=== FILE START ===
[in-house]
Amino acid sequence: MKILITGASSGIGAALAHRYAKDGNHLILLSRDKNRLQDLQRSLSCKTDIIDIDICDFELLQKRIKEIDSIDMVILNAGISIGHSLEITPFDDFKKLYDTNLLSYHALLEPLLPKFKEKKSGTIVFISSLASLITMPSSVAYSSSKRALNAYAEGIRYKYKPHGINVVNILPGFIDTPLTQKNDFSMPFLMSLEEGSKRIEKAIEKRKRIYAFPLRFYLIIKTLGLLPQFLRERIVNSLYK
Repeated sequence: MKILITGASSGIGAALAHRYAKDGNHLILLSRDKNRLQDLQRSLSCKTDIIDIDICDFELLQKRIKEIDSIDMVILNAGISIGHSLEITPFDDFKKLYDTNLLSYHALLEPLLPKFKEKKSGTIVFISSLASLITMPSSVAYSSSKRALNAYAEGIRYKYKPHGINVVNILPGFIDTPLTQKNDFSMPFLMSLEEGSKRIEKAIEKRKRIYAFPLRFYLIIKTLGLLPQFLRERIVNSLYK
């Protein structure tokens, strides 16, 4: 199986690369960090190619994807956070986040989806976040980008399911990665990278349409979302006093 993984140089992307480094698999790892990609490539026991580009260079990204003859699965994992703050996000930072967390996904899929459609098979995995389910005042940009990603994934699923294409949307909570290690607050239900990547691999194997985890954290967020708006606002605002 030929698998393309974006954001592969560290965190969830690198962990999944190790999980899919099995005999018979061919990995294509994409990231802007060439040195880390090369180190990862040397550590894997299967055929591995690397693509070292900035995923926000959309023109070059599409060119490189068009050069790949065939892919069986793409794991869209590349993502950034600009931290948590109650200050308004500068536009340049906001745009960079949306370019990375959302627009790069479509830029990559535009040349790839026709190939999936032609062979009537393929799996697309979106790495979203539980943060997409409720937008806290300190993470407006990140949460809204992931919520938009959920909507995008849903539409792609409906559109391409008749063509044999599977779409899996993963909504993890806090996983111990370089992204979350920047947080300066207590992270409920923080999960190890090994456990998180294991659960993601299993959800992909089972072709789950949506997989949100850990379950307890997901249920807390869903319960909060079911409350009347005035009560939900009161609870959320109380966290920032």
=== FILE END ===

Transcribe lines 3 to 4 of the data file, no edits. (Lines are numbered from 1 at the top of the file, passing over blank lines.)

Repeated sequence: MKILITGASSGIGAALAHRYAKDGNHLILLSRDKNRLQDLQRSLSCKTDIIDIDICDFELLQKRIKEIDSIDMVILNAGISIGHSLEITPFDDFKKLYDTNLLSYHALLEPLLPKFKEKKSGTIVFISSLASLITMPSSVAYSSSKRALNAYAEGIRYKYKPHGINVVNILPGFIDTPLTQKNDFSMPFLMSLEEGSKRIEKAIEKRKRIYAFPLRFYLIIKTLGLLPQFLRERIVNSLYK
């Protein structure tokens, strides 16, 4: 199986690369960090190619994807956070986040989806976040980008399911990665990278349409979302006093 993984140089992307480094698999790892990609490539026991580009260079990204003859699965994992703050996000930072967390996904899929459609098979995995389910005042940009990603994934699923294409949307909570290690607050239900990547691999194997985890954290967020708006606002605002 030929698998393309974006954001592969560290965190969830690198962990999944190790999980899919099995005999018979061919990995294509994409990231802007060439040195880390090369180190990862040397550590894997299967055929591995690397693509070292900035995923926000959309023109070059599409060119490189068009050069790949065939892919069986793409794991869209590349993502950034600009931290948590109650200050308004500068536009340049906001745009960079949306370019990375959302627009790069479509830029990559535009040349790839026709190939999936032609062979009537393929799996697309979106790495979203539980943060997409409720937008806290300190993470407006990140949460809204992931919520938009959920909507995008849903539409792609409906559109391409008749063509044999599977779409899996993963909504993890806090996983111990370089992204979350920047947080300066207590992270409920923080999960190890090994456990998180294991659960993601299993959800992909089972072709789950949506997989949100850990379950307890997901249920807390869903319960909060079911409350009347005035009560939900009161609870959320109380966290920032």